Researchers Use 3D Technology to Reconstruct Brain of Dinosaur, Gain Insight Into Habits

The Thecodontosaurus is a genus of basal sauropodomorph dinosaur that lived during the late Triassic period, which occurred between 251 million and 199 million years ago. The Sauropodomorpha were a clade of long-necked and herbivorous dinosaurs.

In a new study published Monday in the Zoological Journal of the Linnean Society, researchers at the University of Bristol used advanced imaging and 3D-modeling techniques to digitally reconstruct the brain of the Thecodontosaurus, which is also known as the Bristol dinosaur, since its fossil bones were first uncovered in 1834 in Bristol, England.

“Our analysis of Thecodontosaurus’ brain uncovered many fascinating features, some of which were quite surprising. Whereas its later relatives moved around ponderously on all fours, our findings suggest this species may have walked on two legs and been occasionally carnivorous,” Antonio Ballell, lead author of the study, said in a Monday news release by the University of Bristol.

​The 3D models also shed light on the animal’s floccular lobes, which are part of the cerebellum and play a role in the maintenance of balance equilibrium and muscle tone.

“Even though the actual brain is long gone, the software allows us to recreate brain and inner ear shape via the dimensions of the cavities left behind. The braincase of Thecodontosaurus is beautifully preserved so we compared it to other dinosaurs, identifying common features and some that are specific to Thecodontosaurus,” Ballell explained.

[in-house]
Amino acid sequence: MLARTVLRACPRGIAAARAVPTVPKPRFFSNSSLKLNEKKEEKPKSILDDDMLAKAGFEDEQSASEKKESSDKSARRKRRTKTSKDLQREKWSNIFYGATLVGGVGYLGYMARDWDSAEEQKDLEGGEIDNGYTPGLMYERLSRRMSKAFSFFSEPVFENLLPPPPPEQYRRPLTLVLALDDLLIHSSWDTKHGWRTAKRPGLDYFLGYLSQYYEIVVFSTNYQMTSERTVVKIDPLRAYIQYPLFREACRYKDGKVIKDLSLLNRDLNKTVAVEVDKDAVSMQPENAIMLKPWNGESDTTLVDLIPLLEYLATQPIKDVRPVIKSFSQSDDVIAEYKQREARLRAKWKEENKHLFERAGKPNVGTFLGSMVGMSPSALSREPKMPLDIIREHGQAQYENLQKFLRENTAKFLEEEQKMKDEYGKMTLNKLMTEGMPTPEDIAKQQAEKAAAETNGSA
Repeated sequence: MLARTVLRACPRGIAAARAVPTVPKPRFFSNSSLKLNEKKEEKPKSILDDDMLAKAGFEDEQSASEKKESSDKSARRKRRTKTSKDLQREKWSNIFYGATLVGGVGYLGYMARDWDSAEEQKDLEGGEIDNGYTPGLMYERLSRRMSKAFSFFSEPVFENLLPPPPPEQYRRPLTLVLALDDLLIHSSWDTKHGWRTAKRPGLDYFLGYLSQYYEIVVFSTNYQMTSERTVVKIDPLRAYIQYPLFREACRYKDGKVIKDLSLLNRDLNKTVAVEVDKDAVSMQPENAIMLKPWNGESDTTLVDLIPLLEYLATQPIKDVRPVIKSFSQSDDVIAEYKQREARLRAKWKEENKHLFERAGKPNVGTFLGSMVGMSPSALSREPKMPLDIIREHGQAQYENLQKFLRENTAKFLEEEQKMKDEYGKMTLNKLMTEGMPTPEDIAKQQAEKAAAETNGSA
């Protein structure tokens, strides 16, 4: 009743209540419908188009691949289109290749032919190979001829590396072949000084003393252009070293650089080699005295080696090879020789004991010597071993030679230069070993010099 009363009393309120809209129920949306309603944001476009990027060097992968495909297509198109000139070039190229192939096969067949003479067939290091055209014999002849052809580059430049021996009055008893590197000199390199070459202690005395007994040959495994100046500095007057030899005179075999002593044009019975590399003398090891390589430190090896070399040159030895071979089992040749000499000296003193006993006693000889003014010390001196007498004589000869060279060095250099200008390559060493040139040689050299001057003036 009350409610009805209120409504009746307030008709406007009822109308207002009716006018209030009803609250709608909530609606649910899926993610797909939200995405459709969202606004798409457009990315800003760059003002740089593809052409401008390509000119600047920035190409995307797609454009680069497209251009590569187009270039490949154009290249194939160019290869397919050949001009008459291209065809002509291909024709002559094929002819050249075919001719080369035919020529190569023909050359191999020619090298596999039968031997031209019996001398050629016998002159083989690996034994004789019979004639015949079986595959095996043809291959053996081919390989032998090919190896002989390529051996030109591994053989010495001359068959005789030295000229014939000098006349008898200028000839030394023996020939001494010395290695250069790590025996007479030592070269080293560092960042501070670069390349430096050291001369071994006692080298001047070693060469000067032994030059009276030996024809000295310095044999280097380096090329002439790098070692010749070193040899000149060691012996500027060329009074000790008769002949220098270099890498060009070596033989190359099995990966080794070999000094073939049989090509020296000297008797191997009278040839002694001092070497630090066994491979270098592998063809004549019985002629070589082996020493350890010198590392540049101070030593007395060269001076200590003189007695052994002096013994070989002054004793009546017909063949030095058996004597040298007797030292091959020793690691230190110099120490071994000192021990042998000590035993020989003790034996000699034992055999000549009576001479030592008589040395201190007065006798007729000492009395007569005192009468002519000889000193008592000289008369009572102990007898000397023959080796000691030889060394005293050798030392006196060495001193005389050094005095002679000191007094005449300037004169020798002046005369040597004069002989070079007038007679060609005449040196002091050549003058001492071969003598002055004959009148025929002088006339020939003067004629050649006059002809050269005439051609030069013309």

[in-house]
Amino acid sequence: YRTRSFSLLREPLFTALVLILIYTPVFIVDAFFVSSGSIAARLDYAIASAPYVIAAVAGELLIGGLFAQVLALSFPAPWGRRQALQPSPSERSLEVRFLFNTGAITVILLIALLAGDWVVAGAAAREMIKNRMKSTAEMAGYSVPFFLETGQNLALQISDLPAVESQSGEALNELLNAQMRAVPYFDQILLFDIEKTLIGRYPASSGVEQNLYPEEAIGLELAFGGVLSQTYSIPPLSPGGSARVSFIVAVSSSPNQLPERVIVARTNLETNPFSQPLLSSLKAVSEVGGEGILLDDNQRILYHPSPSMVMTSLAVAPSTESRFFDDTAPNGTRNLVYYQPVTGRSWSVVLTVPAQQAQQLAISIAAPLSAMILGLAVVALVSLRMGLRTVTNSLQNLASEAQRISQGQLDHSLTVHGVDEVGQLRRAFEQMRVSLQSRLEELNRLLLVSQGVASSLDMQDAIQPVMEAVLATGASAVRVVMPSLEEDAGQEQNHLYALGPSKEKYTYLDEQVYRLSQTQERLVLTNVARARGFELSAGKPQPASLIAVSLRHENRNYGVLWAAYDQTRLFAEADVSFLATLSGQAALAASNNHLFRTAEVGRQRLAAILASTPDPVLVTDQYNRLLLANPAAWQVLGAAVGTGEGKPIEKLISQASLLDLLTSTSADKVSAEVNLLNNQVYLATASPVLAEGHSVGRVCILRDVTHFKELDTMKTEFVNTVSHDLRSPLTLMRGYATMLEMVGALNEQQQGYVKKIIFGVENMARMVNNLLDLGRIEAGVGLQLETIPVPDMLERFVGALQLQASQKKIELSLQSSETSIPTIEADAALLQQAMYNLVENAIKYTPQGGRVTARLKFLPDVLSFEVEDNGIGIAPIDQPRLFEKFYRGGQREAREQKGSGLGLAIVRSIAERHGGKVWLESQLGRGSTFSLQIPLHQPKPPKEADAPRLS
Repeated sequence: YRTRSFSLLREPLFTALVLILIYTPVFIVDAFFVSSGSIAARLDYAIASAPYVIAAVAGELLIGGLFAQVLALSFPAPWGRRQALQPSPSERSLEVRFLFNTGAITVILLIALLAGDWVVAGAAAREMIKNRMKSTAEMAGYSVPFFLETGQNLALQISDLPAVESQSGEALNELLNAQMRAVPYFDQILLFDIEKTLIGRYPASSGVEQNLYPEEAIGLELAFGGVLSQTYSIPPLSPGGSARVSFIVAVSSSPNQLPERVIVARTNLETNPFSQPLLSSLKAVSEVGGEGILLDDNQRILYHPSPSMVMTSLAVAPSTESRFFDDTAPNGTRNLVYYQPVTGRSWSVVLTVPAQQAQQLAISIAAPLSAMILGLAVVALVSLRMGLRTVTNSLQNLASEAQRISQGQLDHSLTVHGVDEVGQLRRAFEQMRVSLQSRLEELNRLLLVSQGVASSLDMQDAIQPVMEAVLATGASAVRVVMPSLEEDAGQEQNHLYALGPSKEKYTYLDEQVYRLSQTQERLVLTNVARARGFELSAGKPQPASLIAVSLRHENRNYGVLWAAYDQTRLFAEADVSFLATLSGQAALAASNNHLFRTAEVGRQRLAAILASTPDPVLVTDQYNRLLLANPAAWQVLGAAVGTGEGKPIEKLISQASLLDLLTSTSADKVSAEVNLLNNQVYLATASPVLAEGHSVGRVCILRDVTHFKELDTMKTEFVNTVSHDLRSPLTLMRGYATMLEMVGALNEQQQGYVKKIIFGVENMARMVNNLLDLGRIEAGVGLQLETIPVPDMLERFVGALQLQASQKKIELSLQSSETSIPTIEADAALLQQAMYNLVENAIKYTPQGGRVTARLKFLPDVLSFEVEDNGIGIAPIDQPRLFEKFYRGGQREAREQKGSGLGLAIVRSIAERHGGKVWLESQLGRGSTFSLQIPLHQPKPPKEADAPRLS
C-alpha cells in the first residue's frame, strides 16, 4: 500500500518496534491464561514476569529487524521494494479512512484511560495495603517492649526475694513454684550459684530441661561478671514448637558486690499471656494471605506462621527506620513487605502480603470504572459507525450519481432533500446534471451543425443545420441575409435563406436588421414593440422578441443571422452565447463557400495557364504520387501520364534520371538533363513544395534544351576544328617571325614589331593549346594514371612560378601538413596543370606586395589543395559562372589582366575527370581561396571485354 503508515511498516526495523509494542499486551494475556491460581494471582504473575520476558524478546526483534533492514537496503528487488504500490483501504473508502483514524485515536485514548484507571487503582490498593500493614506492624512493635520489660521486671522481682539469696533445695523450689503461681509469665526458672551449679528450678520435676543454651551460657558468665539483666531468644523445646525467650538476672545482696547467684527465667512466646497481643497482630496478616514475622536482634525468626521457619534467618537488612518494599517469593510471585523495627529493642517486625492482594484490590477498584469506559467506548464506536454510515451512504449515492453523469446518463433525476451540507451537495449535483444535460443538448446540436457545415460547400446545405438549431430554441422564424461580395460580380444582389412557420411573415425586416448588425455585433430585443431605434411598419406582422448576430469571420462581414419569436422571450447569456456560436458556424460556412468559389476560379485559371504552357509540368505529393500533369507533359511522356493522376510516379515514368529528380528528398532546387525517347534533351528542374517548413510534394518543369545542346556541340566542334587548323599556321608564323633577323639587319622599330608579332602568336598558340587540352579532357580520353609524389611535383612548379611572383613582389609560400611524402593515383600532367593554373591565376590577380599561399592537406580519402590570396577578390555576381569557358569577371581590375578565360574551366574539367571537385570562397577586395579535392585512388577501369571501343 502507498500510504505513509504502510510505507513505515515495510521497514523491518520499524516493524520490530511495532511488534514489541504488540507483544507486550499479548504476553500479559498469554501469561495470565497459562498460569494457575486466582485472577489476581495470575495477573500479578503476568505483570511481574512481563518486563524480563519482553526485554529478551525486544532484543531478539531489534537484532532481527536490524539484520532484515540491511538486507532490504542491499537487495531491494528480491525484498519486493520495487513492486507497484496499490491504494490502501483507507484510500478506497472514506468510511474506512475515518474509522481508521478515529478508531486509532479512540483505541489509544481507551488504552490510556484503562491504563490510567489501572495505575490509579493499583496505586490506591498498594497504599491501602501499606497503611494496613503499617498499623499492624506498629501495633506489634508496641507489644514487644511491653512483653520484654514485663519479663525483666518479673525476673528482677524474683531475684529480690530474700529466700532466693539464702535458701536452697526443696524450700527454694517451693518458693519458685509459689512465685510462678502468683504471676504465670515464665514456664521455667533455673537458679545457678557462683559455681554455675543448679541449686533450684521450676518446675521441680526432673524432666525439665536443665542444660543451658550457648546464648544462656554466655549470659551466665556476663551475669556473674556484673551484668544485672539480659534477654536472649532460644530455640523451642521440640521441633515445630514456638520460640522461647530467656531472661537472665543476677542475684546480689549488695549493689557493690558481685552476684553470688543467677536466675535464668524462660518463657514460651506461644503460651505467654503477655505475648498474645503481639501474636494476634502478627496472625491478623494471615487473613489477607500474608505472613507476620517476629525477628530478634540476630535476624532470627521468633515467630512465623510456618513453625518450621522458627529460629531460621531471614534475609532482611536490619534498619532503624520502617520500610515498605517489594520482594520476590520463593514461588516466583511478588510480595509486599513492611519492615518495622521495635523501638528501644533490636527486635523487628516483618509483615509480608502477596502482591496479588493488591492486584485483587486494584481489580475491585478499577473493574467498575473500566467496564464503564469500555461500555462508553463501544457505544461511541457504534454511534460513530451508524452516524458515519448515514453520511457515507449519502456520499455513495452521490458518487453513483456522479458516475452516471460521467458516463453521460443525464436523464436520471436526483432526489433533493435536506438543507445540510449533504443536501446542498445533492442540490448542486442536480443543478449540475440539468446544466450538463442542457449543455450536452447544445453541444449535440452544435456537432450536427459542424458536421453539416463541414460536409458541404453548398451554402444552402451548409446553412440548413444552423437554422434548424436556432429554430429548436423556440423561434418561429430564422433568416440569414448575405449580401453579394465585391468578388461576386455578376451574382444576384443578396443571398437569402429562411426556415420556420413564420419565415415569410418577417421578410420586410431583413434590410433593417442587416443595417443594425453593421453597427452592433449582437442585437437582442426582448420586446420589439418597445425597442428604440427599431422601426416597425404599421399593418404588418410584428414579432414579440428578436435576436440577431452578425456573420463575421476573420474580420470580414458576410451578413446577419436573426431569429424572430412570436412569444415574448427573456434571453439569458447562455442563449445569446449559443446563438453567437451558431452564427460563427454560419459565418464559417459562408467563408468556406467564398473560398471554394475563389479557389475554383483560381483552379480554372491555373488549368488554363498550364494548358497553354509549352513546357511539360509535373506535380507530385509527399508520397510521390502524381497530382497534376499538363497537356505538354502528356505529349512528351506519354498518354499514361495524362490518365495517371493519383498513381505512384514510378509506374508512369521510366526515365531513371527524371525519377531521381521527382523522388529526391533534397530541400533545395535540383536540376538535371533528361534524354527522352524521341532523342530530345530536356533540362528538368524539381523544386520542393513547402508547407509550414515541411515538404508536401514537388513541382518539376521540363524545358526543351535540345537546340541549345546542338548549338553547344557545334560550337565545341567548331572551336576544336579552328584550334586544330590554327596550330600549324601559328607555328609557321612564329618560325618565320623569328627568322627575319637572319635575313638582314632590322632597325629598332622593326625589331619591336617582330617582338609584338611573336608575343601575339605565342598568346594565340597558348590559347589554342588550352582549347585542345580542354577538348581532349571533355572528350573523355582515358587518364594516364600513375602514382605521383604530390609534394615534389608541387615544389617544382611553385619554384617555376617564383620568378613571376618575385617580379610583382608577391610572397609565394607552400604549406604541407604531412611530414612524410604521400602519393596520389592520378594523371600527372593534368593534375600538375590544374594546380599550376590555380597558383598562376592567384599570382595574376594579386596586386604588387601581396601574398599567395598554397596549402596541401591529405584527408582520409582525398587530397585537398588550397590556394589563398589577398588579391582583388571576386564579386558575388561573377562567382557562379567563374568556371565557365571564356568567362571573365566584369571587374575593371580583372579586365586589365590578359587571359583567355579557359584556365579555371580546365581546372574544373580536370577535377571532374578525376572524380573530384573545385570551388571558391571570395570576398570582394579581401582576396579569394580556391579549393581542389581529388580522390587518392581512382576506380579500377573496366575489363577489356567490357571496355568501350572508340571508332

The reconstruction of the inner ears also allowed researchers to determine that the Thecodontosaurus could hear better compared to other animals. In fact, its hearing frequency was relatively high, suggesting that it could “recognize varied squeaks and honks from different animals,” the news release explains.

Although the animal’s diet has long been debated, the scans reveal that the parts of the brain linked to keeping the head, eyes and gaze steady during movement were well-developed, which suggest that Thecodontosaurus could catch prey, Ballell noted. 

However, the researchers’ analysis also found that the dinosaur’s tooth morphology indicated that plants were a main component of its diet.

Mike Benton, study co-author, also applauded the 3D technology used during the research.

“It’s great to see how new technologies are allowing us to find out even more about how this little dinosaur lived more than 200 million years ago,” Benton said. “We began working on Thecodontosaurus in 1990, and it is the emblem of the Bristol Dinosaur Project, an educational outreach scheme where students go to speak about science in local schools. We’re very fortunate to have so many well-preserved fossils of such an important dinosaur here in Bristol. This has helped us understand many aspects of the biology of Thecodontosaurus, but there are still many questions about this species yet to be explored”.


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